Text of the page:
The first major wildfires after the end of California’s five-year drought raged across the state, as the state was gripped by a record-breaking heatwave. Around 2,300 firefighters were battling several blazes with triple-digit temperatures recorded in valleys and inland areas. A wildfire in the Sierra Nevada foothills north of Sacramento yesterday was only five percent contained by late afternoon and had destroyed 10 homes, scorching 2,000 acres (800 hectares) of forest and sparkling small-scale evacuations. The California Department of Forestry and Fire Protection (CalFire) said five residents and a firefighter had sustained minor injuries. Meanwhile, a blaze that forced evacuations in Santa Barbara County doubled in size overnight to 5,750 acres, fanned by hot, dry winds.
Some 17 wildfires in various states of containment were burning in California Saturday, from the Six Rivers National Forest in the north to the San Bernardino Forest, east of Los Angeles. An excessive heat warning has been extended until 11:00 pm (0600 GMT) for much of southern California, with temperature records being broken across the region. Downtown Los Angeles tied the 1954 record of 96 degrees Farenheit (36 Celsius) while the city’s northwestern suburb of Woodland Hills reached a high of 109 degrees, breaking the record of 108 set in 2006.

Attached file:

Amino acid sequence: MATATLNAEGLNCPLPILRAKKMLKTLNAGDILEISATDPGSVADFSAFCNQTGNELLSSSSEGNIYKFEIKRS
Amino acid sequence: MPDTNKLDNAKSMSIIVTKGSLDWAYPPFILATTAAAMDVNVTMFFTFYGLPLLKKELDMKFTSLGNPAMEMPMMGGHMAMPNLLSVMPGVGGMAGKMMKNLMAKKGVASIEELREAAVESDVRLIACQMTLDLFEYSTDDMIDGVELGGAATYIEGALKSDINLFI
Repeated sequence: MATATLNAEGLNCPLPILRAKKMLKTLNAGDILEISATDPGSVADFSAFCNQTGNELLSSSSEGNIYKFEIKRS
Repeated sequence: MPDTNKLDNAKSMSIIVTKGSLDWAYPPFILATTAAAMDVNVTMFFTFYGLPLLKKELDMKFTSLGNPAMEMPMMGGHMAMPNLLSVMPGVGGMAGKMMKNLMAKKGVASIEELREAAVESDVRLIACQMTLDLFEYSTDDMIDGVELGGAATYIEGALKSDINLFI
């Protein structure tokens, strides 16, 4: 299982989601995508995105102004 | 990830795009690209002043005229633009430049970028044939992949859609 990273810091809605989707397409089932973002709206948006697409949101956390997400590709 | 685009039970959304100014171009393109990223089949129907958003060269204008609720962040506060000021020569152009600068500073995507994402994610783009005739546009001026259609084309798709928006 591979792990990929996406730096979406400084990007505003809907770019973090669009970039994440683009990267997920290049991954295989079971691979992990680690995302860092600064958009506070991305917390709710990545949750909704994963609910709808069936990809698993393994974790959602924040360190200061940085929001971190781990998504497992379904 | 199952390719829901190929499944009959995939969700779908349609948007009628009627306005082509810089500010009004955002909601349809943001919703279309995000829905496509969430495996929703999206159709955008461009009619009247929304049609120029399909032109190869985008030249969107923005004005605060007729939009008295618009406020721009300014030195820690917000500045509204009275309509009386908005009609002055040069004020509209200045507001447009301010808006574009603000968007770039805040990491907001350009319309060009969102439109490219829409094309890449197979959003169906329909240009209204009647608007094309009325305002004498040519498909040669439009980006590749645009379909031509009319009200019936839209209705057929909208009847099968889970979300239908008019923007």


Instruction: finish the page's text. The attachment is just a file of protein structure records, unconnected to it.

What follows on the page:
“Dangerous and potentially life-threatening heat is expected through (today), when high temperatures between 100 and 110 degrees are expected for many interior sections of southwest California,” the National Weather Service (NWS) said in a statement. The weather service attributed the heat wave to a “strong upper-level high-pressure system centered over the desert southwest,” adding that the heatwave could continue today.
“Hot temperatures will create a dangerous situation in which there is an increased threat of heat-related illnesses. The extended heat wave will also bring elevated fire weather conditions through the weekend,” said the NWS. California Governor Jerry Brown in April declared the official end of the state’s drought that lasted more than five years.
But he kept in place water reporting requirements, as well as bans on practices like watering during or following rainfall and hosing off sidewalks. “This drought emergency is over, but the next drought could be around the corner,” Brown said in a statement. “Conservation must remain a way of life.”